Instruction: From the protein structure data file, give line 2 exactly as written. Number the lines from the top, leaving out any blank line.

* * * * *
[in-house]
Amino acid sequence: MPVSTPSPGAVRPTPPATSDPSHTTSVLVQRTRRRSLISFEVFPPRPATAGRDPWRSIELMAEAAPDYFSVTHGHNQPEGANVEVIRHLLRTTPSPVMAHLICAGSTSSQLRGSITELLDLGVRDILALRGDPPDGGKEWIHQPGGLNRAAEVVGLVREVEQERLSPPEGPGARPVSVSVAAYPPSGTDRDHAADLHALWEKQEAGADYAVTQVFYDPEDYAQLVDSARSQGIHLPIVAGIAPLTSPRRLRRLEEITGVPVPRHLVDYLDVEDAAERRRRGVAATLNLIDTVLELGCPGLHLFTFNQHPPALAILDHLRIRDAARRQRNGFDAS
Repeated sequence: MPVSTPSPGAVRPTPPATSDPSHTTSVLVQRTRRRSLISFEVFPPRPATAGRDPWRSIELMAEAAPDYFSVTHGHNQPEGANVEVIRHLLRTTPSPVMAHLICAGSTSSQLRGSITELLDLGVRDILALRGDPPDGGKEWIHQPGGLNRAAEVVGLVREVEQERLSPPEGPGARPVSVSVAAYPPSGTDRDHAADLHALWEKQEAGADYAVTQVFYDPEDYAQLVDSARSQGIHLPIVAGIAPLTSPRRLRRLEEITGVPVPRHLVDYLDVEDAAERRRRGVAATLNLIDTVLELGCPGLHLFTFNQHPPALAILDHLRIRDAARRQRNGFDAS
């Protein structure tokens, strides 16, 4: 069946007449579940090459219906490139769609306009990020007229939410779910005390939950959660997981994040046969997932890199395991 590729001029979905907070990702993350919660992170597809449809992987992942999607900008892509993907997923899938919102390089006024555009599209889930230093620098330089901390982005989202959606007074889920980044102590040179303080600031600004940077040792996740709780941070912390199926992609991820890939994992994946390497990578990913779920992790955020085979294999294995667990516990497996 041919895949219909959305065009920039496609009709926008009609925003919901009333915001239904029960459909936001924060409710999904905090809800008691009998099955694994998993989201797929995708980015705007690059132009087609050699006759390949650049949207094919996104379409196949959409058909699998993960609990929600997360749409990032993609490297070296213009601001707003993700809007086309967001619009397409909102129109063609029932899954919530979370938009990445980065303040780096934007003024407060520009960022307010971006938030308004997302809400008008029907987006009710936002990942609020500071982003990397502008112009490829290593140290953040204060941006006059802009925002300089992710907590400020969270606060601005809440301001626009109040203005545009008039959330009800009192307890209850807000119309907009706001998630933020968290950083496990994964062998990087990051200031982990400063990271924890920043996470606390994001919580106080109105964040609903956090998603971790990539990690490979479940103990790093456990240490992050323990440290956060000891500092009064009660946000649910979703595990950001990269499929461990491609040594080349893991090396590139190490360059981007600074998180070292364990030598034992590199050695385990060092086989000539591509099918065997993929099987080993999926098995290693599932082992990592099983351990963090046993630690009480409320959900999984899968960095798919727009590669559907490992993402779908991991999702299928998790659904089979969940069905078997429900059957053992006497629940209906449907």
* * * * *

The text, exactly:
Amino acid sequence: MPVSTPSPGAVRPTPPATSDPSHTTSVLVQRTRRRSLISFEVFPPRPATAGRDPWRSIELMAEAAPDYFSVTHGHNQPEGANVEVIRHLLRTTPSPVMAHLICAGSTSSQLRGSITELLDLGVRDILALRGDPPDGGKEWIHQPGGLNRAAEVVGLVREVEQERLSPPEGPGARPVSVSVAAYPPSGTDRDHAADLHALWEKQEAGADYAVTQVFYDPEDYAQLVDSARSQGIHLPIVAGIAPLTSPRRLRRLEEITGVPVPRHLVDYLDVEDAAERRRRGVAATLNLIDTVLELGCPGLHLFTFNQHPPALAILDHLRIRDAARRQRNGFDAS